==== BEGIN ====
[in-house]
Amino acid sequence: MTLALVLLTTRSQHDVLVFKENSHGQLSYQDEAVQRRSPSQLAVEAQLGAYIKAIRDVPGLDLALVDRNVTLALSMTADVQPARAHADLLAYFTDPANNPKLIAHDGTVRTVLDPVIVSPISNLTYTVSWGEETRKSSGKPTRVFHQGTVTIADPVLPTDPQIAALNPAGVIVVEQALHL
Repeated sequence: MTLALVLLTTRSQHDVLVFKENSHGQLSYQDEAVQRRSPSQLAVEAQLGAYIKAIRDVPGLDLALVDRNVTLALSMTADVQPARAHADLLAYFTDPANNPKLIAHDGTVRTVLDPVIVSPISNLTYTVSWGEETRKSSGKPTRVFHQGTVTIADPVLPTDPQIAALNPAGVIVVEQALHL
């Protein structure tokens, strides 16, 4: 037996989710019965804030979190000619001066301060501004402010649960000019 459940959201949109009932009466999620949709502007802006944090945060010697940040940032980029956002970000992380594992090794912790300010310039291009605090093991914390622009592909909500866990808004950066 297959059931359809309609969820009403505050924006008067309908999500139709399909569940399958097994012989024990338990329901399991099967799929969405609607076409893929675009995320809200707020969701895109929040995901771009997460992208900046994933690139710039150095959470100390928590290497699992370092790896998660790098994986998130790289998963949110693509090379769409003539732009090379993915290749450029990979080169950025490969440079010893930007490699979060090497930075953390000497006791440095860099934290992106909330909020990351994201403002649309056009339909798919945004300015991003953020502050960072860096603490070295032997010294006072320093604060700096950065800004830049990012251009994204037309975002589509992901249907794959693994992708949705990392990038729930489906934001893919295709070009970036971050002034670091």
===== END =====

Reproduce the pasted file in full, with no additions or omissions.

[in-house]
Amino acid sequence: MTLALVLLTTRSQHDVLVFKENSHGQLSYQDEAVQRRSPSQLAVEAQLGAYIKAIRDVPGLDLALVDRNVTLALSMTADVQPARAHADLLAYFTDPANNPKLIAHDGTVRTVLDPVIVSPISNLTYTVSWGEETRKSSGKPTRVFHQGTVTIADPVLPTDPQIAALNPAGVIVVEQALHL
Repeated sequence: MTLALVLLTTRSQHDVLVFKENSHGQLSYQDEAVQRRSPSQLAVEAQLGAYIKAIRDVPGLDLALVDRNVTLALSMTADVQPARAHADLLAYFTDPANNPKLIAHDGTVRTVLDPVIVSPISNLTYTVSWGEETRKSSGKPTRVFHQGTVTIADPVLPTDPQIAALNPAGVIVVEQALHL
């Protein structure tokens, strides 16, 4: 037996989710019965804030979190000619001066301060501004402010649960000019 459940959201949109009932009466999620949709502007802006944090945060010697940040940032980029956002970000992380594992090794912790300010310039291009605090093991914390622009592909909500866990808004950066 297959059931359809309609969820009403505050924006008067309908999500139709399909569940399958097994012989024990338990329901399991099967799929969405609607076409893929675009995320809200707020969701895109929040995901771009997460992208900046994933690139710039150095959470100390928590290497699992370092790896998660790098994986998130790289998963949110693509090379769409003539732009090379993915290749450029990979080169950025490969440079010893930007490699979060090497930075953390000497006791440095860099934290992106909330909020990351994201403002649309056009339909798919945004300015991003953020502050960072860096603490070295032997010294006072320093604060700096950065800004830049990012251009994204037309975002589509992901249907794959693994992708949705990392990038729930489906934001893919295709070009970036971050002034670091």